I thought we were done with the two visions of the descent of the holy city from heaven, but another question has come up, an obvious one. Why are the visions the wrong way round? Why does John first see the descent into the new creation, then the descent into history after the fall of Babylon the great? Why not have the visions in chronological order, climaxing in the new creation at the end of history?
It strikes me that the book of Revelation is well structured. It may have had a complex compositional history, but in its canonical form it’s not just a bunch of semi-intelligible visions thrown carelessly together. So I assume that the author or redactor wanted to bring his readers back from the giddy prospect of a new creation to a view of the future that would have more immediate relevance to such churches as those addressed in chapters 2-3.
These communities believed in Jesus not because they were hoping for new creation but because they were hoping for a new political, cultural, and religious order—a just and holy oikoumenē. The real world matters to us. Jesus was coming soon, bringing recompense with him, “to repay each one for what he has done,” precisely in order to establish that new order (Rev. 3:11; 22:12, 20)—and, of course, with sobering hindsight, I think that we have to understand Christianised Europe, western Christendom, as the fulfilment of that hope.
Anyway, that seems to me to be the main point to make in response to the question. But it occurs to me that there is another way to understand the relationship between the two descent visions, which is to recognise that there is actually only one descent seen from two different perspectives, with quite different implications.
First, the God who is the maker of heaven and earth, the Alpha and Omega, makes all things new, and John sees the holy city coming down out of heaven to be the dwelling place of God with humanity. This vision is on the same apocalyptic level, on the same symbolic scale, as the imprisonment of Satan in the abyss, the first resurrection, the thousand year period, the vanishing of the old creation, the judgment of all the dead, and the lake of fire. John observes it from a great epistemological distance, in a sense, precisely because it is final.
But then he is taken by the angel, in the Spirit, to a high mountain to be shown the city, just he was earlier taken by an angel into the wilderness to see judgment on Rome play out (Rev. 17:1-3).
The overthrow of Babylon the great is described in some detail. Its impact on the politics and economics of the Mediterranean world is vividly evoked: we see the kings of the earth weeping, we hear their lament; the diverse cargo of the merchants is listed, from gold and silver to slaves; shipbuilders and sailors bemoan their loss of business.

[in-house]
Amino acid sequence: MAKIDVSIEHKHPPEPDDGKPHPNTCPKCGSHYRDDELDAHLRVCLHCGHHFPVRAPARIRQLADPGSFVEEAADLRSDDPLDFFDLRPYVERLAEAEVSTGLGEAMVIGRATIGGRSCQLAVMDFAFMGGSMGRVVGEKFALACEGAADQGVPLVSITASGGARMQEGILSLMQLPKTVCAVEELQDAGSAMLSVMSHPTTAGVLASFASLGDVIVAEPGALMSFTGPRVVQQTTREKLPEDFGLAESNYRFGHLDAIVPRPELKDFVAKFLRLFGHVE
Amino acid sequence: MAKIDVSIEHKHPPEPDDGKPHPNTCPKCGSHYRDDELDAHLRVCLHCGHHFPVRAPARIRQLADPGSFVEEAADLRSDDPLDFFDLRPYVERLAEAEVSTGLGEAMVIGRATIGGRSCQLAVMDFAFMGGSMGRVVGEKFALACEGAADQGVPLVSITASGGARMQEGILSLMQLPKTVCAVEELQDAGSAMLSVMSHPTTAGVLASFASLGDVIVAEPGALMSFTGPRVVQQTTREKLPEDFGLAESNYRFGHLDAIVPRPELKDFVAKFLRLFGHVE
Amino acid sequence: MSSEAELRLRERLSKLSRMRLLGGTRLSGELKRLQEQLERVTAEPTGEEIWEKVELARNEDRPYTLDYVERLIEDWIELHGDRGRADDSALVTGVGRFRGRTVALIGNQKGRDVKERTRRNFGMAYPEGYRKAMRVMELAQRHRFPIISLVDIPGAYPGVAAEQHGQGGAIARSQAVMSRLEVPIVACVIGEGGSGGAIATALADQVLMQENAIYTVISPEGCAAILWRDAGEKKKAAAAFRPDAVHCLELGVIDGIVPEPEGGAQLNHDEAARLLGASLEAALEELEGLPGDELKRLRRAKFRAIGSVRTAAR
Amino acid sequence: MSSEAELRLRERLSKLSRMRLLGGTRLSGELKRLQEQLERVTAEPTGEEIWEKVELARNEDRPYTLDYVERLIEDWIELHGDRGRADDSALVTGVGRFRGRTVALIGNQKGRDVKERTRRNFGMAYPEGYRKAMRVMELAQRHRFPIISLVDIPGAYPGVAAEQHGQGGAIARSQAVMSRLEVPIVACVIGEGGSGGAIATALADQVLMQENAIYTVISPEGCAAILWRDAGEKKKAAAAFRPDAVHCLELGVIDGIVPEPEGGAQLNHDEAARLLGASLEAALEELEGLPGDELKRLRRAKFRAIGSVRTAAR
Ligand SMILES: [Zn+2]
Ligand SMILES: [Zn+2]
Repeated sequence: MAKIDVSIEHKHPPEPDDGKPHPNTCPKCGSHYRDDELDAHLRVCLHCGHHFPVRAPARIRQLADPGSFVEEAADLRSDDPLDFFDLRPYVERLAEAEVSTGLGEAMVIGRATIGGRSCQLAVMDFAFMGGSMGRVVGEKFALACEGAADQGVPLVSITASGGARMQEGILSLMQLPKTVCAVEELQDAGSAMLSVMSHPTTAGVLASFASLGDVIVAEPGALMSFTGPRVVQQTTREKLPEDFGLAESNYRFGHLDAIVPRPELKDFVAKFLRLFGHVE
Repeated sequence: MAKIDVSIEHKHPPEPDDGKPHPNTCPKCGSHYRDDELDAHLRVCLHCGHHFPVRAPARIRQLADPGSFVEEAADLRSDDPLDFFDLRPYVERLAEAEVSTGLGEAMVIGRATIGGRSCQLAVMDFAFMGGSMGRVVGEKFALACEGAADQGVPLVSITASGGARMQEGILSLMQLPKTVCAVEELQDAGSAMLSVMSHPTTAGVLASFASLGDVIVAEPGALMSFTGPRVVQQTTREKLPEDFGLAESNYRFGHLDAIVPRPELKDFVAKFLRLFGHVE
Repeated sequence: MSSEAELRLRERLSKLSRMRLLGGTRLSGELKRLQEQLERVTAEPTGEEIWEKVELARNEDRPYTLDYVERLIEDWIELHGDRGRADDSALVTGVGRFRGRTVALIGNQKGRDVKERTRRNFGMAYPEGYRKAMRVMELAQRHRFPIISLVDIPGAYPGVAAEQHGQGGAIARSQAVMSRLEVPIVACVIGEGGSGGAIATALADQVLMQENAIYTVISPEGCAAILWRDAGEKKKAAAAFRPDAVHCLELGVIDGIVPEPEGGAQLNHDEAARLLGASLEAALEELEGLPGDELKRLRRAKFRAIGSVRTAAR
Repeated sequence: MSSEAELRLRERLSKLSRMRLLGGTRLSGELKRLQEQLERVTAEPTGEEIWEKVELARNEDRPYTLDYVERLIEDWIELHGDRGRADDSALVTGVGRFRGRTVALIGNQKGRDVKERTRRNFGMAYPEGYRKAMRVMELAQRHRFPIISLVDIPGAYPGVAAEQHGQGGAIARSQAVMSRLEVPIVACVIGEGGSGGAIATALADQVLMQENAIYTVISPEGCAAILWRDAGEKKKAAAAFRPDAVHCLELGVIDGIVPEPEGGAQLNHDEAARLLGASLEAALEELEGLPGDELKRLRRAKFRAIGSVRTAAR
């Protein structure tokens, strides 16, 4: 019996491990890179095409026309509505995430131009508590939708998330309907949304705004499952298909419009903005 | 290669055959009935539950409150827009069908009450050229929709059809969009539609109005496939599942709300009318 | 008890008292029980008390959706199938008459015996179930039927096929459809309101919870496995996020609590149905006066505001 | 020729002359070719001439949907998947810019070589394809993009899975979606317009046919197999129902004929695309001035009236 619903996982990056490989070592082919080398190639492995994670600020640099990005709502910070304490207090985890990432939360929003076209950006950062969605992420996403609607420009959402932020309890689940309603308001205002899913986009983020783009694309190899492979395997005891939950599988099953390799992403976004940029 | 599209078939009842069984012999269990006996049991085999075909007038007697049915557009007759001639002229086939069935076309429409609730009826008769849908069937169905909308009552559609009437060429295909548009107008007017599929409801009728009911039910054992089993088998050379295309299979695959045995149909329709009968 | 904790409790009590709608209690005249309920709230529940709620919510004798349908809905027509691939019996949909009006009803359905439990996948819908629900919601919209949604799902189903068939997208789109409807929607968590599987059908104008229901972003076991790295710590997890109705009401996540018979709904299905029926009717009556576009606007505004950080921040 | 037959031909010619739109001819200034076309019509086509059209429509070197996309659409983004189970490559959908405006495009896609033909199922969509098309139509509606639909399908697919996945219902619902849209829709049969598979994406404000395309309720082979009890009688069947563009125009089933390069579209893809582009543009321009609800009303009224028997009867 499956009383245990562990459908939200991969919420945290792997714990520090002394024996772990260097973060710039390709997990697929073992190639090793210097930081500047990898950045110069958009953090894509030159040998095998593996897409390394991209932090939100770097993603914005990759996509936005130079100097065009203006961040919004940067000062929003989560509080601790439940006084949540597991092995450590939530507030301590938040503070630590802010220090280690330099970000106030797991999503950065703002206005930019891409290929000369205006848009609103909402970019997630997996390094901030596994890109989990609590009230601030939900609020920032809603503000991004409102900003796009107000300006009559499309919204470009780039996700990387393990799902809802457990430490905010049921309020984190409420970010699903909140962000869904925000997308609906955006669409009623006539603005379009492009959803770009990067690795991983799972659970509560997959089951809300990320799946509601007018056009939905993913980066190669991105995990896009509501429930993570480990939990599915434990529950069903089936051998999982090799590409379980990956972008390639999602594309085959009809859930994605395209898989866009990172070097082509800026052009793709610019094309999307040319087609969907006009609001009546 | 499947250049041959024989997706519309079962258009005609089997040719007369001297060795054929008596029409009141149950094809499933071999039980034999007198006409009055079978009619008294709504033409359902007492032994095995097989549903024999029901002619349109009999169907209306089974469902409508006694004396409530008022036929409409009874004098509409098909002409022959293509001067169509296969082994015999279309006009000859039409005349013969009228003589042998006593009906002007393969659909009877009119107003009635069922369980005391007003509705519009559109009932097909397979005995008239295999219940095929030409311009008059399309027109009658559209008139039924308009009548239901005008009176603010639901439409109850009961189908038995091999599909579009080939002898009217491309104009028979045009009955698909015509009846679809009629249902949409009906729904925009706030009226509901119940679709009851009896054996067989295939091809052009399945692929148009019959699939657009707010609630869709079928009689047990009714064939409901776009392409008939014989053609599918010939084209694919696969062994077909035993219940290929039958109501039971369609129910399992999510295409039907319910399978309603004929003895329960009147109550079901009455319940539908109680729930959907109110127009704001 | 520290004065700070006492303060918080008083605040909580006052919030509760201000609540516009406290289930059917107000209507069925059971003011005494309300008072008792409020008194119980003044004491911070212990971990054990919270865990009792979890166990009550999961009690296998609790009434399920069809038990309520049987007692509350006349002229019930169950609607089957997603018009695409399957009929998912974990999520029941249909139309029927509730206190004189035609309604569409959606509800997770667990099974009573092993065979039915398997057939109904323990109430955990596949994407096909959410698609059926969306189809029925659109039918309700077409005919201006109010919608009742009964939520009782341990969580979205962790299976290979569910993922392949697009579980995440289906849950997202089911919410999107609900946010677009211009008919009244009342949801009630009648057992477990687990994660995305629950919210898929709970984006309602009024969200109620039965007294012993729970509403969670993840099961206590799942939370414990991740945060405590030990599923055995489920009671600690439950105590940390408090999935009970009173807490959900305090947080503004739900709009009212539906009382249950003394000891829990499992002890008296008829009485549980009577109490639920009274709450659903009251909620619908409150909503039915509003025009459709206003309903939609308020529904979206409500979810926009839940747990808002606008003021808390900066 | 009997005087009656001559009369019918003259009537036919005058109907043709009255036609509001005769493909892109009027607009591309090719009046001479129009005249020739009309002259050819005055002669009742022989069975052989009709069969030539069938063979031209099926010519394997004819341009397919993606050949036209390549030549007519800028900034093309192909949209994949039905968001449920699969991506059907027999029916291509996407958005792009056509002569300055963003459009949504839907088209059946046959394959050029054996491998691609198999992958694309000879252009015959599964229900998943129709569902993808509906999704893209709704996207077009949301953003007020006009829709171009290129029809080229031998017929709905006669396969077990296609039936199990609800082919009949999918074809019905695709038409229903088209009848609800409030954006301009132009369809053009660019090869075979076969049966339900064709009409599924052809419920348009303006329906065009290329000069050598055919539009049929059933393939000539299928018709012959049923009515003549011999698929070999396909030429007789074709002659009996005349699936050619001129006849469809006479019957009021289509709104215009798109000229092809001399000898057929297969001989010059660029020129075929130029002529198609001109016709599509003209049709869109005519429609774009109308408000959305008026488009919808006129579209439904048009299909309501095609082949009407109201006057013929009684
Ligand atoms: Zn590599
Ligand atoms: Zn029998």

In the same fashion, when John sees the city descending at close hand, it takes on a quite different aspect. It becomes a solidly realised construction, a transparent reworking of Ezekiel’s vision of the new temple, in restored Jerusalem, as a measure of the presence of the God of Israel, the God of history, among the nations.
The nations will learn to walk by the “light” of the glory of the one living God and of the Lamb. The old pagan civilisation will give way to a new “Christian” civilisation, with new beliefs, new values. The gates of the city will be always open. The kings of the earth will bring their glory and honour into it, but nothing unclean or detestable or false will be able to enter. The nations are healed—perhaps are repeatedly healed, since this is history—by the leaves of the trees beside the river that rises up beneath the throne of God and flows out of the city.
In other words, it’s John’s way of saying that the final vision also has immediate, in-your-face historical relevance. Ultimately, all things will be put right, absolutely right, but that perfect consummation has to be lived out imperfectly under the particular historical circumstances of late antiquity. The vision inspired the task of constructing a whole new political-religious order, at the heart of which was the priestly service of the churches, in the wake of the collapse of classical paganism.
We are having to do something similar today, in the wake of the collapse of Christendom, of the Christian West, and in the face of a mounting global crisis. We may look to that final vision of a new heaven and a new earth and of a renewed urban ecology, and ask what it means for the priestly witness of the churches. It won’t be what John saw in the pre-Christendom ancient world, but it will have to be no less compelling.
Thank you, Andrew, and I enjoyed the clip at the end very much.
“These communities believed in Jesus not because they were hoping for new creation but because they were hoping for a new political, cultural, and religious order—a just and holy oikoumenē.”
The 2nd temple Jews were hoping for the coming of messiah to overthrow the Roman Empire and establish a just political, cultural, and religious order, but is that the hope of the new communities reconstituted around Jesus? Didn’t Jesus say that his kingdom is not of this world? How about 2 Peter 3:13 or Heb 13:14? Were they looking forward to a temporal new order or a spiritual one? You probably have already answers written on this blog. If you do, please provide links. Thanks.
I probably do have an answer to this question somewhere on this blog, but sometimes it’s easier to write something new than find the old stuff, frankly!